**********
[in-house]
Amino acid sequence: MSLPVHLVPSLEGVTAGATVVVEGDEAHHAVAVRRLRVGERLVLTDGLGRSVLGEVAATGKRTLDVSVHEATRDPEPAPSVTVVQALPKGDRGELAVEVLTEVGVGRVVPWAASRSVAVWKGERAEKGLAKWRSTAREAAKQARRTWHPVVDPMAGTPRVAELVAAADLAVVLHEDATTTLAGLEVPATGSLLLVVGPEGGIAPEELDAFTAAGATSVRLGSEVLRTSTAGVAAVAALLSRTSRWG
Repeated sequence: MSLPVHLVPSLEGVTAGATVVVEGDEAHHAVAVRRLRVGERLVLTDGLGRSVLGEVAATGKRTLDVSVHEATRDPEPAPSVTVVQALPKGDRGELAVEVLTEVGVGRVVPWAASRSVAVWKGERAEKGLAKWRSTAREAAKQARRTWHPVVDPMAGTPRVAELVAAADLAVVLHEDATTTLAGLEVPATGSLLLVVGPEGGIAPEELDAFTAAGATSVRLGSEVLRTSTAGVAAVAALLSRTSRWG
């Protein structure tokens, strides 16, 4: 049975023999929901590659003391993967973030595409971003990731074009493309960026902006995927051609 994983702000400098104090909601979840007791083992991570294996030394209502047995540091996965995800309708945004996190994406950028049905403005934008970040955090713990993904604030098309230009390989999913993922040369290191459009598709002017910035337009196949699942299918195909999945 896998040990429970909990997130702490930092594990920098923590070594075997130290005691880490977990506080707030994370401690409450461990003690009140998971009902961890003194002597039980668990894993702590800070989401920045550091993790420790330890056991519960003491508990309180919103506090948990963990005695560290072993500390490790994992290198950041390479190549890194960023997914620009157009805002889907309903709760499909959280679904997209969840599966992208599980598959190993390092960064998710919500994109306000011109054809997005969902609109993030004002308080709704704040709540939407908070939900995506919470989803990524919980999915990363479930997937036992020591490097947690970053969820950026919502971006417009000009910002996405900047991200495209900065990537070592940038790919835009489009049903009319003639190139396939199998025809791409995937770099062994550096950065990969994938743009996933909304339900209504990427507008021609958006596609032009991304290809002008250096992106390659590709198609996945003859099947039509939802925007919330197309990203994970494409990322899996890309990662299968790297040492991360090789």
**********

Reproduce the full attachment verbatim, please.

[in-house]
Amino acid sequence: MSLPVHLVPSLEGVTAGATVVVEGDEAHHAVAVRRLRVGERLVLTDGLGRSVLGEVAATGKRTLDVSVHEATRDPEPAPSVTVVQALPKGDRGELAVEVLTEVGVGRVVPWAASRSVAVWKGERAEKGLAKWRSTAREAAKQARRTWHPVVDPMAGTPRVAELVAAADLAVVLHEDATTTLAGLEVPATGSLLLVVGPEGGIAPEELDAFTAAGATSVRLGSEVLRTSTAGVAAVAALLSRTSRWG
Repeated sequence: MSLPVHLVPSLEGVTAGATVVVEGDEAHHAVAVRRLRVGERLVLTDGLGRSVLGEVAATGKRTLDVSVHEATRDPEPAPSVTVVQALPKGDRGELAVEVLTEVGVGRVVPWAASRSVAVWKGERAEKGLAKWRSTAREAAKQARRTWHPVVDPMAGTPRVAELVAAADLAVVLHEDATTTLAGLEVPATGSLLLVVGPEGGIAPEELDAFTAAGATSVRLGSEVLRTSTAGVAAVAALLSRTSRWG
């Protein structure tokens, strides 16, 4: 049975023999929901590659003391993967973030595409971003990731074009493309960026902006995927051609 994983702000400098104090909601979840007791083992991570294996030394209502047995540091996965995800309708945004996190994406950028049905403005934008970040955090713990993904604030098309230009390989999913993922040369290191459009598709002017910035337009196949699942299918195909999945 896998040990429970909990997130702490930092594990920098923590070594075997130290005691880490977990506080707030994370401690409450461990003690009140998971009902961890003194002597039980668990894993702590800070989401920045550091993790420790330890056991519960003491508990309180919103506090948990963990005695560290072993500390490790994992290198950041390479190549890194960023997914620009157009805002889907309903709760499909959280679904997209969840599966992208599980598959190993390092960064998710919500994109306000011109054809997005969902609109993030004002308080709704704040709540939407908070939900995506919470989803990524919980999915990363479930997937036992020591490097947690970053969820950026919502971006417009000009910002996405900047991200495209900065990537070592940038790919835009489009049903009319003639190139396939199998025809791409995937770099062994550096950065990969994938743009996933909304339900209504990427507008021609958006596609032009991304290809002008250096992106390659590709198609996945003859099947039509939802925007919330197309990203994970494409990322899996890309990662299968790297040492991360090789």